Trends, Sources, and Formation Pathways of Tropospheric Ozone across Southeast Texas

Date
2023-08
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Abstract

Tropospheric ozone poses significant risks to human health, climate, and agriculture. This dissertation examines long-term variations in ambient levels, sources, and formation mechanisms of surface ozone in the Houston-Galveston-Brazoria (HGB) region. We investigated the reduction in maximum daily 8-hour average ozone (MDA8 O3) levels from 2000 to 2019 and evaluated the impact of emission control policies targeting nitrogen oxides (NOx) and volatile organic compounds (VOCs). By utilizing the positive matrix factorization (PMF) model, regional background ozone was identified as the major contributor to MDA8 O3, followed by natural gas/fuel evaporation, solvent/painting/rubber industries, engine combustion, and petrochemical emissions. Notable reductions in contributions from petrochemical emissions, engine combustion, and natural gas/fuel evaporation were observed, authenticating the effectiveness of emission control policies. In addition to a diverse range of emission sources, meteorology plays a crucial role in driving ozone level exceedances in Southeast Texas. We investigated transport pathways and photochemical formation contributing to ozone exceedances during the TRACER-AQ campaign in September 2021. The trajectory analyses using HYbrid Single-Particle Lagrangian Integrated Trajectory (HYSPLIT) tool and FLEXible PARTicle (FLEXPART) dispersion model revealed ozone pollution episodes were associated with the transport of air masses from the central/northern US, with local recirculation and pollutant accumulation exacerbating ozone exceedances in Houston. By implementing the Comprehensive Air Quality Model with extensions (CAMx), ozone production hotspots were identified over Houston city and industrial districts of HSC during pollution episodes. Ozone production rates were generally influenced by transported VOC-rich air masses, leading to a transition in ozone formation tendency from VOC-limited to NOx-limited conditions. However, local NOx emissions in Houston maintained a VOC-limited regime. Elevated ozone production along the transport pathways also contributed to ozone exceedances in the region. Through these investigations, this dissertation enhances our understanding about the long-term contribution of different sectors in ozone formation as well as the complex relationship between transport patterns and photochemical formation of ozone in the HGB region during pollution events. The findings provide valuable insights into the synergy between local emissions, transport patterns, and ozone production for developing more precise and tailored policies to further mitigate ozone pollution in Houston.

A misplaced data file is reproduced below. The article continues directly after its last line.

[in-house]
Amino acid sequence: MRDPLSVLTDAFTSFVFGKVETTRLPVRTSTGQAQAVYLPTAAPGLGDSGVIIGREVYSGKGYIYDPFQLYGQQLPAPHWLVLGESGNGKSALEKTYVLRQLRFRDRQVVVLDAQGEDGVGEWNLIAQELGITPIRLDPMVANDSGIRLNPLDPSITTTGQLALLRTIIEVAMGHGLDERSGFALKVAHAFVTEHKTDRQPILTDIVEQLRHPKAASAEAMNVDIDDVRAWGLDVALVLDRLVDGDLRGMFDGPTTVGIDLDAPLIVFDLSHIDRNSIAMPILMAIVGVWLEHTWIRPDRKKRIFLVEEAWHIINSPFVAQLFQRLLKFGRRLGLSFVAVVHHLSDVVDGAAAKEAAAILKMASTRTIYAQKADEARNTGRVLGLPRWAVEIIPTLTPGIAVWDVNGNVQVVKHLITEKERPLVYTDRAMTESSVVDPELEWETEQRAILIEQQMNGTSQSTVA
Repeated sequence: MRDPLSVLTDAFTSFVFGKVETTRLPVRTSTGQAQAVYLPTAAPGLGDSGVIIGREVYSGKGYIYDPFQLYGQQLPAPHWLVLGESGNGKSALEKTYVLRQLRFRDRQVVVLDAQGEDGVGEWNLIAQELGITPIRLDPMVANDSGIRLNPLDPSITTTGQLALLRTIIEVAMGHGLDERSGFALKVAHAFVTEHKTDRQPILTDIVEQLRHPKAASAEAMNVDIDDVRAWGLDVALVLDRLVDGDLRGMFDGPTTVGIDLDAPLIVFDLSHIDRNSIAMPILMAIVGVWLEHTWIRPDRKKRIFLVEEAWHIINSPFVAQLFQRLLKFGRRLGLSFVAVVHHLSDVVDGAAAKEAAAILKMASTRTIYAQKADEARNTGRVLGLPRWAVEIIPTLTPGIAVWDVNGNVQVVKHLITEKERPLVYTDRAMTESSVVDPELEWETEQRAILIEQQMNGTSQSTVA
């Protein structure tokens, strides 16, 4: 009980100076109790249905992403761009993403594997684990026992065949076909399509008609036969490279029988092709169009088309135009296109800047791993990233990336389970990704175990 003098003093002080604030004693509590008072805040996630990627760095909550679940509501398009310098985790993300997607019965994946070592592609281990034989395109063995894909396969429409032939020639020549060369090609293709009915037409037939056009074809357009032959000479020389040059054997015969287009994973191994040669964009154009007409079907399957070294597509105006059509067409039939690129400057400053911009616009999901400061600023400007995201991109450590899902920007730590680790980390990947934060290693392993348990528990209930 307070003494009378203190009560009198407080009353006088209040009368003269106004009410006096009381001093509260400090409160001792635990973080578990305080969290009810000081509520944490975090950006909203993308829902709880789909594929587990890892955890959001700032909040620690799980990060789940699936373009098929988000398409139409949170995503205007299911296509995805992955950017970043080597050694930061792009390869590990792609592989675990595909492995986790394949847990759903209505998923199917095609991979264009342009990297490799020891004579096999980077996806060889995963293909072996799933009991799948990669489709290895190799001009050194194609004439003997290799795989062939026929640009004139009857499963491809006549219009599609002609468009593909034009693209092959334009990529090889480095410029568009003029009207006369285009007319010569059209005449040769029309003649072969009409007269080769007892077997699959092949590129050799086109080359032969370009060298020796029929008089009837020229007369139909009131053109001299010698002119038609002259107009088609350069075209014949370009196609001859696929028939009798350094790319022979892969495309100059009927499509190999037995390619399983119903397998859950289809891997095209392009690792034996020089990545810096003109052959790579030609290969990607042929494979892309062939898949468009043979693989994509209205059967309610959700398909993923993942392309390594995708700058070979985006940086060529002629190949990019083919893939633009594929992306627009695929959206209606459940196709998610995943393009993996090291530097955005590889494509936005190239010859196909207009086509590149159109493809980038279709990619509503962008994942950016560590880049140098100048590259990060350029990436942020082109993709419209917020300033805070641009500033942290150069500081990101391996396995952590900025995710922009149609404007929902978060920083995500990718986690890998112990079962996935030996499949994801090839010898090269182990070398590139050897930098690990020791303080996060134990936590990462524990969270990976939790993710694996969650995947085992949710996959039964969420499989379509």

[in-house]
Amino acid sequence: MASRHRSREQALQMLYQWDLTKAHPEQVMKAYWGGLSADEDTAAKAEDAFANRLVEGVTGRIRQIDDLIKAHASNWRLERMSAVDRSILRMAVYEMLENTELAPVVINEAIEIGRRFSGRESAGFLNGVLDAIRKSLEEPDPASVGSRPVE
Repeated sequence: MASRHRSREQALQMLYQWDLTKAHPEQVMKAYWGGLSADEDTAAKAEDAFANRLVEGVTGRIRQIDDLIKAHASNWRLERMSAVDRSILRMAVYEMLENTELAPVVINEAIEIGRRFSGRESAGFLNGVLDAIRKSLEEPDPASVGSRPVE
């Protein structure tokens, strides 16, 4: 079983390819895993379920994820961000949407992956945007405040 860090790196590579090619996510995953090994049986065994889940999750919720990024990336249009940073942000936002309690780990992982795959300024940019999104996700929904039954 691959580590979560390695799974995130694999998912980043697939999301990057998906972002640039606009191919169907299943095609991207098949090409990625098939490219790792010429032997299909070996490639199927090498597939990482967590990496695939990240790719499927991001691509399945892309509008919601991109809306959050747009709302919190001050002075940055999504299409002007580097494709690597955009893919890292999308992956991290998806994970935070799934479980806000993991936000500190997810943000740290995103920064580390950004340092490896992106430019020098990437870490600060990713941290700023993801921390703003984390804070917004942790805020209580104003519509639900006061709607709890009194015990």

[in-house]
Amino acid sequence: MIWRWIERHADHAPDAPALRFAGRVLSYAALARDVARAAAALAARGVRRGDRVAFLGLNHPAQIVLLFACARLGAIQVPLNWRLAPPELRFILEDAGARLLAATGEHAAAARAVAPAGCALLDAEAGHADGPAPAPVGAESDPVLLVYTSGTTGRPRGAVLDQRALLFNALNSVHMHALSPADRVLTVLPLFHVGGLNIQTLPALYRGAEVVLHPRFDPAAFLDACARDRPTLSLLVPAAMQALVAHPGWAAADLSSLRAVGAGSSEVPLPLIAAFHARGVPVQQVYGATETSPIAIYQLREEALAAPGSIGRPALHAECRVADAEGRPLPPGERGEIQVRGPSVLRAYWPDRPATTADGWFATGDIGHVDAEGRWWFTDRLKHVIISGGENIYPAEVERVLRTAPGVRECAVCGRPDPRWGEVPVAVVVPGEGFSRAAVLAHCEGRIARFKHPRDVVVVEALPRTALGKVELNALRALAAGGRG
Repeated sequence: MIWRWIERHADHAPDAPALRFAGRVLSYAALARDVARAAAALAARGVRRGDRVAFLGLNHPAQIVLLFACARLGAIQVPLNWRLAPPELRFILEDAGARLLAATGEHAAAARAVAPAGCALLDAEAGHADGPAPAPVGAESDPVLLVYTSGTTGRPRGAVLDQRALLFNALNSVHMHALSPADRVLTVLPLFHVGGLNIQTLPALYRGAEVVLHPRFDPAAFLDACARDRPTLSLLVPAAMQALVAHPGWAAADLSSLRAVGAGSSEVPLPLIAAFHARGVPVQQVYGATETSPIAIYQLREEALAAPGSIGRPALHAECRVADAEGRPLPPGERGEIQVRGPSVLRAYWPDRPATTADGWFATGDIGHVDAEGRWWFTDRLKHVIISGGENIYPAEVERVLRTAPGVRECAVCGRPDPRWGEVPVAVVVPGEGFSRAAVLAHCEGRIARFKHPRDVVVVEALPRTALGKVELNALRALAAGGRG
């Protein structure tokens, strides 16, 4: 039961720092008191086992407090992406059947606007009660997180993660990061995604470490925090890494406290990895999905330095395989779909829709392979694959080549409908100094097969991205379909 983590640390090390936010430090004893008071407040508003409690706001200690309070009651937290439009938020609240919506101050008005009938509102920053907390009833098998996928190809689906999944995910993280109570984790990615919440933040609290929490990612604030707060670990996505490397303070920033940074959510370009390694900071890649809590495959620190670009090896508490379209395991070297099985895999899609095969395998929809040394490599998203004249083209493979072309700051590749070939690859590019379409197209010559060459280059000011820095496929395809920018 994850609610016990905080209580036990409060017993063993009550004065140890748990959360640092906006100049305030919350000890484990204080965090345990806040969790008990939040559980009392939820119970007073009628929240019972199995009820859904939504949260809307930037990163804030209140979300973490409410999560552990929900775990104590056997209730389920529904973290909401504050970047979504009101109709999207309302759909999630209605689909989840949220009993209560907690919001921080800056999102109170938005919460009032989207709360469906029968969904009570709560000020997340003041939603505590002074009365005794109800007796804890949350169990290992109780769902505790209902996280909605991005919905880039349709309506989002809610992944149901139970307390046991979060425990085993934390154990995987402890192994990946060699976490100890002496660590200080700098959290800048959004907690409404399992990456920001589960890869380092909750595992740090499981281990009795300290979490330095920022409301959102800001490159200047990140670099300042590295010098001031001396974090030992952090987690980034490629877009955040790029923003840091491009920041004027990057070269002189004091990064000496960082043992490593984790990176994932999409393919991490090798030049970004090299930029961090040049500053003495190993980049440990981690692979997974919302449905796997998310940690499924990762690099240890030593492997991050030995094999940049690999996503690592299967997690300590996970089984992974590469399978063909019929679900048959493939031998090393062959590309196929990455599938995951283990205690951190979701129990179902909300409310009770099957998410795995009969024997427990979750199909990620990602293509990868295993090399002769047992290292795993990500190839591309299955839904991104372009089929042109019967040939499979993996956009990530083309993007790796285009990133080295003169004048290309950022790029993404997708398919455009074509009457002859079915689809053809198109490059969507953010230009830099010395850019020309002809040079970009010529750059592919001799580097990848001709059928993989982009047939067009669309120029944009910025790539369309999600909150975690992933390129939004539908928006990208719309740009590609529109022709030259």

Description
Keywords
Surface ozone, Houston, Volatile organic compounds (VOCs), PMF, TRACER-AQ, CAMx, FLEXPART
Citation
Portions of this document appear in: Soleimanian, Ehsan, Yuxuan Wang, and Mark Estes. "Long-term trend in surface ozone in Houston-Galveston-Brazoria: Sectoral contributions based on changes in volatile organic compounds." Environmental Pollution 308 (2022): 119647; and in: Soleimanian, Ehsan, Yuxuan Wang, Wei Li, Xueying Liu, Travis Griggs, James Flynn, Paul J. Walter, and Mark J. Estes. "Understanding ozone episodes during the TRACER-AQ campaign in Houston, Texas: The role of transport and ozone production sensitivity to precursors." Science of The Total Environment 900 (2023): 165881.